Commissioner Cressida Dick was among hundreds who took part after a van hit worshippers near the Muslim Welfare House mosque and community centre.

Ramadan prayers took place on Monday after worshippers broke their fast, but leaders said it was quieter than usual.

Darren Osborne, 47, from Cardiff, has been held on suspicion of attempted murder and alleged terror offences.

The Metropolitan Police said he was being held on suspicion of the commission, preparation or instigation of terrorism including murder and attempted murder.

His family members have said they are ""shocked" and "devastated".

Mr Osborne's mother, sister and nephew said in a statement: "We are massively in shock, it's unbelievable. It still hasn't really sunk in."

They added that their "hearts go out to those who've been injured".

The attack took place shortly after midnight on Sunday night, close to Muslim Welfare House on Seven Sisters Road.

The driver of the van was detained by bystanders before police arrived.

Nine people were taken to three London hospitals after a van struck pedestrians. Two were treated for minor injuries at the scene.

Several of the injured are believed to be seriously hurt.

Those who were injured had been helping a man who had collapsed. He later died but it is not clear if that was because of the attack.

Faith leaders addressed a crowd at the vigil outside nearby Finsbury Park Mosque. People from across the community had gathered in solidarity and to lay flowers.

After a short silence, chairman of the mosque Mohammed Kozbar told those attending that the attack was "on our families, on our freedom, on our dignity".

He said the man who died was a father of six children.

The Bishop of Stepney, Rt Rev Adrian Newman, said "an attack on one faith is an attack on us all".

Ms Dick said the incident was "quite clearly an attack on Muslims", and the community would now see more police, including armed officers, in the area, "particularly around religious establishments".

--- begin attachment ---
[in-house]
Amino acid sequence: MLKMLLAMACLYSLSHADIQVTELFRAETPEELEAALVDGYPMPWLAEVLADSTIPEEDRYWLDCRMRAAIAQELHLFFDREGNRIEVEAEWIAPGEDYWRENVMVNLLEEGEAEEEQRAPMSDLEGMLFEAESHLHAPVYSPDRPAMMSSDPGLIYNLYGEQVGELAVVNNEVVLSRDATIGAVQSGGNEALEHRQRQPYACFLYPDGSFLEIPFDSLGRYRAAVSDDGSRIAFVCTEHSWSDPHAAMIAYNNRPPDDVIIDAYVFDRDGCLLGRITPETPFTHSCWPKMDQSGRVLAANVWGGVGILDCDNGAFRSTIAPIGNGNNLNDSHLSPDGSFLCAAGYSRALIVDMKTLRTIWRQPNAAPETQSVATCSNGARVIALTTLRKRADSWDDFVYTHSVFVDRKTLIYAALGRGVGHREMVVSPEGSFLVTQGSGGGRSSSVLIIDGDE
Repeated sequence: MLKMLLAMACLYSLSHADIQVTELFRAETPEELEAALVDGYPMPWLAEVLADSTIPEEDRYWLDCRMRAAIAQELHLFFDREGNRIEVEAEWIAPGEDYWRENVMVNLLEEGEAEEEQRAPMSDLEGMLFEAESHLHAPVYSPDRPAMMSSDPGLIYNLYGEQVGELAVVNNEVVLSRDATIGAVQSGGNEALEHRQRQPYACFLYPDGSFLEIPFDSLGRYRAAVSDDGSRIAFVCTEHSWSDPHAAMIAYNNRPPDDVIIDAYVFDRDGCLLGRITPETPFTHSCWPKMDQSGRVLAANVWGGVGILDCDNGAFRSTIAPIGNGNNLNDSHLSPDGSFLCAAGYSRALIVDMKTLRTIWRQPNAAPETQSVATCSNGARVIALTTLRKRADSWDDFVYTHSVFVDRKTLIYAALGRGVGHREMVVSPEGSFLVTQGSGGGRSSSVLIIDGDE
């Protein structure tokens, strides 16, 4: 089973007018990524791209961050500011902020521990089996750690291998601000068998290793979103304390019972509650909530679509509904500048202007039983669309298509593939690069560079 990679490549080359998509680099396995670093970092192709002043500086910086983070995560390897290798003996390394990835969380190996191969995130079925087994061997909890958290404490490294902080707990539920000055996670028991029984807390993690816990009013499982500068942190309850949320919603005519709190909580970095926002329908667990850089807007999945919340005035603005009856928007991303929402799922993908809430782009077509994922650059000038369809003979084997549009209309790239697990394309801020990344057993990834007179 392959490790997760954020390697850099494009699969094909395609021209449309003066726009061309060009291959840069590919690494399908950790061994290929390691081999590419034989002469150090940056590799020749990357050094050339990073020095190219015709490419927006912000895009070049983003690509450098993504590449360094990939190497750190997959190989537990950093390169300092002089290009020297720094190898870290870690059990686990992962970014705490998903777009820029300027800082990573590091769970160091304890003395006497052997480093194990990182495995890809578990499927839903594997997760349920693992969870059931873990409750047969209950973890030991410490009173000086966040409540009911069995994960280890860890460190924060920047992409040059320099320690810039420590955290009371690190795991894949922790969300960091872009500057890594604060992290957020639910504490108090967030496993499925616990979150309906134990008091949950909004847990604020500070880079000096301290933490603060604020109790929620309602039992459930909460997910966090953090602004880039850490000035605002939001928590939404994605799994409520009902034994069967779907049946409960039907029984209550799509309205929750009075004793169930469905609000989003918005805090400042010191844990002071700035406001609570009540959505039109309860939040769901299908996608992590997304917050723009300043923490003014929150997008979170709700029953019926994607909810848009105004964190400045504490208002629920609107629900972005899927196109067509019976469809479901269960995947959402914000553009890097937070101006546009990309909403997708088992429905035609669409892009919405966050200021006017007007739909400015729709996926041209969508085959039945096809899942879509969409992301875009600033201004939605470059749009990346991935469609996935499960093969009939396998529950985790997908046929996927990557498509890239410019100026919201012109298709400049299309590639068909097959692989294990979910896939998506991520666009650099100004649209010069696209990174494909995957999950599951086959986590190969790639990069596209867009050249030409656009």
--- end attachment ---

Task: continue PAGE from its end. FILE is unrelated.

Later, Muslim worshippers attended midnight prayers. At the scene, the BBC's Simon Clemison said: "People came to prayer just as they would have done.

"It was pretty full - although one of the leaders of the mosque said it was quieter, he felt, quieter for one of the busiest times of Ramadan."

He said there were some reservations amongst worshippers, about the media, and about decision-makers.

But there was also positivity as people came from other parts of the capital to pray with the community.

The government is working to tackle hate crime and "all forms of extremism" the home secretary has said.

Writing in the Guardian, Amber Rudd said: "We must unite the might of community spirit and the full force of the law to ensure every person in the UK is protected. Let there be no doubt we will be tough on terror wherever it strikes. And last night's attack was terrorism."

She said this latest "attack on Britain" united everyone in grief and anger, adding: "It is vital, now more than ever, that we stand together and do not allow people who seek to use hate to divide us to succeed."

Security Minister Ben Wallace said the suspect was not known to the security services, and was believed to have acted alone.

The BBC understands Mr Osborne grew up in Weston-super-Mare, Somerset, and has lived at more than one property in Cardiff. He is also believed to have lived in Swindon.

Police searches are being carried out in the Cardiff area.

It is the fourth terror attack in the UK in three months, after incidents in Westminster, Manchester and on London Bridge.

Prime Minister Theresa May said the attack was "every bit as sickening" as the others. She visited Finsbury Park Mosque on Monday and held talks with faith leaders.

Labour leader and Islington North MP Jeremy Corbyn also visited the area, telling the BBC that "an attack on a mosque, an attack on a synagogue, an attack on a church is actually an attack on all of us".